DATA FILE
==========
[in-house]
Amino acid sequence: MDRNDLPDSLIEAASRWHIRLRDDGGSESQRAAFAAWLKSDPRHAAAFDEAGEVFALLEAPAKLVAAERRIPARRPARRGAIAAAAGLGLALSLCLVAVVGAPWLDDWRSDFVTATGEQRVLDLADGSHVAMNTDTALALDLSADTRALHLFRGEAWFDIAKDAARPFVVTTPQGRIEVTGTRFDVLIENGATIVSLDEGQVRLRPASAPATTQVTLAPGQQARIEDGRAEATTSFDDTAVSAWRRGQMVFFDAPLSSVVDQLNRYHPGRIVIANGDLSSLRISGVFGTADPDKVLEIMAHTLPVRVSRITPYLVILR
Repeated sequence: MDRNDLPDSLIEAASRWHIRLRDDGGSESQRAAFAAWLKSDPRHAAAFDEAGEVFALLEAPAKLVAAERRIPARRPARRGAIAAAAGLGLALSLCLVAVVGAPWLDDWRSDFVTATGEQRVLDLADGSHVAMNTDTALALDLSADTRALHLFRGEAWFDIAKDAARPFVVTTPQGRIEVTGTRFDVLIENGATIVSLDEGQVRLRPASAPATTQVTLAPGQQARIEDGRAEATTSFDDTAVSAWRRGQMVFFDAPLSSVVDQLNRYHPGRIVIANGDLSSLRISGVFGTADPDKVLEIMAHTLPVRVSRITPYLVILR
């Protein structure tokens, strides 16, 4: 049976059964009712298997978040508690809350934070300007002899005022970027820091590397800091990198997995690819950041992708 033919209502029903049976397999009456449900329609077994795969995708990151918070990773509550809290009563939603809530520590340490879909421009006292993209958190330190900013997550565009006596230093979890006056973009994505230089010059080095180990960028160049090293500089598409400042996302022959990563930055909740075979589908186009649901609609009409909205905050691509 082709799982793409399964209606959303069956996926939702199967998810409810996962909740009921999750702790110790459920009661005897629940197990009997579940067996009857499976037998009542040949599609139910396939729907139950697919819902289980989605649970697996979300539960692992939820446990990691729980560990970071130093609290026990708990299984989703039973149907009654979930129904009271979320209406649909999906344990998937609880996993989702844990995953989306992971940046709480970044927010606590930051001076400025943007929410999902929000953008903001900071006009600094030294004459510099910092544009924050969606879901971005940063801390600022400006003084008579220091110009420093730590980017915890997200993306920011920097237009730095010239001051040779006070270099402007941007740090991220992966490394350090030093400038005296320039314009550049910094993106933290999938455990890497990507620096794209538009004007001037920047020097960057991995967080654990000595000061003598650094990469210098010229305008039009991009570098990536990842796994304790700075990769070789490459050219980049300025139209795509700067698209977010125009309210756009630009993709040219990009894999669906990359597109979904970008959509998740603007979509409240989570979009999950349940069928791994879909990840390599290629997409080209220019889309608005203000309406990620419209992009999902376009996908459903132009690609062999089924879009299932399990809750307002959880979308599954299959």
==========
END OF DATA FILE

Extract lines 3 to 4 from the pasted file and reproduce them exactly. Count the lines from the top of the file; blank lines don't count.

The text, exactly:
Repeated sequence: MDRNDLPDSLIEAASRWHIRLRDDGGSESQRAAFAAWLKSDPRHAAAFDEAGEVFALLEAPAKLVAAERRIPARRPARRGAIAAAAGLGLALSLCLVAVVGAPWLDDWRSDFVTATGEQRVLDLADGSHVAMNTDTALALDLSADTRALHLFRGEAWFDIAKDAARPFVVTTPQGRIEVTGTRFDVLIENGATIVSLDEGQVRLRPASAPATTQVTLAPGQQARIEDGRAEATTSFDDTAVSAWRRGQMVFFDAPLSSVVDQLNRYHPGRIVIANGDLSSLRISGVFGTADPDKVLEIMAHTLPVRVSRITPYLVILR
């Protein structure tokens, strides 16, 4: 049976059964009712298997978040508690809350934070300007002899005022970027820091590397800091990198997995690819950041992708 033919209502029903049976397999009456449900329609077994795969995708990151918070990773509550809290009563939603809530520590340490879909421009006292993209958190330190900013997550565009006596230093979890006056973009994505230089010059080095180990960028160049090293500089598409400042996302022959990563930055909740075979589908186009649901609609009409909205905050691509 082709799982793409399964209606959303069956996926939702199967998810409810996962909740009921999750702790110790459920009661005897629940197990009997579940067996009857499976037998009542040949599609139910396939729907139950697919819902289980989605649970697996979300539960692992939820446990990691729980560990970071130093609290026990708990299984989703039973149907009654979930129904009271979320209406649909999906344990998937609880996993989702844990995953989306992971940046709480970044927010606590930051001076400025943007929410999902929000953008903001900071006009600094030294004459510099910092544009924050969606879901971005940063801390600022400006003084008579220091110009420093730590980017915890997200993306920011920097237009730095010239001051040779006070270099402007941007740090991220992966490394350090030093400038005296320039314009550049910094993106933290999938455990890497990507620096794209538009004007001037920047020097960057991995967080654990000595000061003598650094990469210098010229305008039009991009570098990536990842796994304790700075990769070789490459050219980049300025139209795509700067698209977010125009309210756009630009993709040219990009894999669906990359597109979904970008959509998740603007979509409240989570979009999950349940069928791994879909990840390599290629997409080209220019889309608005203000309406990620419209992009999902376009996908459903132009690609062999089924879009299932399990809750307002959880979308599954299959």